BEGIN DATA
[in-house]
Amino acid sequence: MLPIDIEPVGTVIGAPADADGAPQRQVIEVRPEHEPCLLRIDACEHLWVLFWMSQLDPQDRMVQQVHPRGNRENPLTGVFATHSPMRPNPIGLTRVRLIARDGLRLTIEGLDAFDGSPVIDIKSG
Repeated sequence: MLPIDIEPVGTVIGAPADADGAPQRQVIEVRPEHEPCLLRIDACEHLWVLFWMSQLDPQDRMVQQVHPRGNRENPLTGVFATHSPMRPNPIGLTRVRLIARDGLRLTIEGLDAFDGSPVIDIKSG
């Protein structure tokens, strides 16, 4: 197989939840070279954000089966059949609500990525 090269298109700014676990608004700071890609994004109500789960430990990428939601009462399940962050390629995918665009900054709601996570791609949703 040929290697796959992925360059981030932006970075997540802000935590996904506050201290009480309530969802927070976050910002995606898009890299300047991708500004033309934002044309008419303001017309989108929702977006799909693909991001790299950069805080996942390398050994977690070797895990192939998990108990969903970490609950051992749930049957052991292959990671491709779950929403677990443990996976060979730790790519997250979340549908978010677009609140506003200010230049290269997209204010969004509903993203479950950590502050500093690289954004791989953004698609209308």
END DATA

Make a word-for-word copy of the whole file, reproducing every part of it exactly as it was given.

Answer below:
[in-house]
Amino acid sequence: MLPIDIEPVGTVIGAPADADGAPQRQVIEVRPEHEPCLLRIDACEHLWVLFWMSQLDPQDRMVQQVHPRGNRENPLTGVFATHSPMRPNPIGLTRVRLIARDGLRLTIEGLDAFDGSPVIDIKSG
Repeated sequence: MLPIDIEPVGTVIGAPADADGAPQRQVIEVRPEHEPCLLRIDACEHLWVLFWMSQLDPQDRMVQQVHPRGNRENPLTGVFATHSPMRPNPIGLTRVRLIARDGLRLTIEGLDAFDGSPVIDIKSG
């Protein structure tokens, strides 16, 4: 197989939840070279954000089966059949609500990525 090269298109700014676990608004700071890609994004109500789960430990990428939601009462399940962050390629995918665009900054709601996570791609949703 040929290697796959992925360059981030932006970075997540802000935590996904506050201290009480309530969802927070976050910002995606898009890299300047991708500004033309934002044309008419303001017309989108929702977006799909693909991001790299950069805080996942390398050994977690070797895990192939998990108990969903970490609950051992749930049957052991292959990671491709779950929403677990443990996976060979730790790519997250979340549908978010677009609140506003200010230049290269997209204010969004509903993203479950950590502050500093690289954004791989953004698609209308």